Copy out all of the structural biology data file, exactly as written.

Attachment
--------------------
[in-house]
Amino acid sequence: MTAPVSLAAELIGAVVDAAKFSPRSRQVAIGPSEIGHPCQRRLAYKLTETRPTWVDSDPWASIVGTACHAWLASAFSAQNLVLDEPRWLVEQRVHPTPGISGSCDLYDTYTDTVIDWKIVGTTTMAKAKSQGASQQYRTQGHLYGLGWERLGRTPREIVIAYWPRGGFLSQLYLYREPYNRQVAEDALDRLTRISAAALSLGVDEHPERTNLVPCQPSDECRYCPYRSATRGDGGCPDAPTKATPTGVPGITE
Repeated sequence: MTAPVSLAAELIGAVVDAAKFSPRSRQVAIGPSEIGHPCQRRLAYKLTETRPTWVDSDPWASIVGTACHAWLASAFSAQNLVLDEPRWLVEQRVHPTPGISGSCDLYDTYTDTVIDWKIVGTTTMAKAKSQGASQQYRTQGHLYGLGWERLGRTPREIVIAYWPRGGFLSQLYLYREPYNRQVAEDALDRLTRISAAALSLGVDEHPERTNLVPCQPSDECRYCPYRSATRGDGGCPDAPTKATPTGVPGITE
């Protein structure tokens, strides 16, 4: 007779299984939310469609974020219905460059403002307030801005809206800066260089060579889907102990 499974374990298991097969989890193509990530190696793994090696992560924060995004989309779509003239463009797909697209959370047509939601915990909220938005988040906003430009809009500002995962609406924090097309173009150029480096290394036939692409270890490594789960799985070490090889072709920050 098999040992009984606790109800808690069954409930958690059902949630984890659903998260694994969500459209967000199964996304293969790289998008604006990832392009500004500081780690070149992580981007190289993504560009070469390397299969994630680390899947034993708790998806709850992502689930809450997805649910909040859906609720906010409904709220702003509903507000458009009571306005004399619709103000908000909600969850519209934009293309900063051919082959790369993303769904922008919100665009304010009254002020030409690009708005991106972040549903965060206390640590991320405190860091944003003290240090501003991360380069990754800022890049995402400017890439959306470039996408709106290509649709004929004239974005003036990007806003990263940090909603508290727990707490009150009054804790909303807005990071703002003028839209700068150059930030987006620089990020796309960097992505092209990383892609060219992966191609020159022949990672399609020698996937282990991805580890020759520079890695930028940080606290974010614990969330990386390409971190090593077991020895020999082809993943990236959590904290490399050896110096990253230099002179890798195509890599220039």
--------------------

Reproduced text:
[in-house]
Amino acid sequence: MTAPVSLAAELIGAVVDAAKFSPRSRQVAIGPSEIGHPCQRRLAYKLTETRPTWVDSDPWASIVGTACHAWLASAFSAQNLVLDEPRWLVEQRVHPTPGISGSCDLYDTYTDTVIDWKIVGTTTMAKAKSQGASQQYRTQGHLYGLGWERLGRTPREIVIAYWPRGGFLSQLYLYREPYNRQVAEDALDRLTRISAAALSLGVDEHPERTNLVPCQPSDECRYCPYRSATRGDGGCPDAPTKATPTGVPGITE
Repeated sequence: MTAPVSLAAELIGAVVDAAKFSPRSRQVAIGPSEIGHPCQRRLAYKLTETRPTWVDSDPWASIVGTACHAWLASAFSAQNLVLDEPRWLVEQRVHPTPGISGSCDLYDTYTDTVIDWKIVGTTTMAKAKSQGASQQYRTQGHLYGLGWERLGRTPREIVIAYWPRGGFLSQLYLYREPYNRQVAEDALDRLTRISAAALSLGVDEHPERTNLVPCQPSDECRYCPYRSATRGDGGCPDAPTKATPTGVPGITE
């Protein structure tokens, strides 16, 4: 007779299984939310469609974020219905460059403002307030801005809206800066260089060579889907102990 499974374990298991097969989890193509990530190696793994090696992560924060995004989309779509003239463009797909697209959370047509939601915990909220938005988040906003430009809009500002995962609406924090097309173009150029480096290394036939692409270890490594789960799985070490090889072709920050 098999040992009984606790109800808690069954409930958690059902949630984890659903998260694994969500459209967000199964996304293969790289998008604006990832392009500004500081780690070149992580981007190289993504560009070469390397299969994630680390899947034993708790998806709850992502689930809450997805649910909040859906609720906010409904709220702003509903507000458009009571306005004399619709103000908000909600969850519209934009293309900063051919082959790369993303769904922008919100665009304010009254002020030409690009708005991106972040549903965060206390640590991320405190860091944003003290240090501003991360380069990754800022890049995402400017890439959306470039996408709106290509649709004929004239974005003036990007806003990263940090909603508290727990707490009150009054804790909303807005990071703002003028839209700068150059930030987006620089990020796309960097992505092209990383892609060219992966191609020159022949990672399609020698996937282990991805580890020759520079890695930028940080606290974010614990969330990386390409971190090593077991020895020999082809993943990236959590904290490399050896110096990253230099002179890798195509890599220039």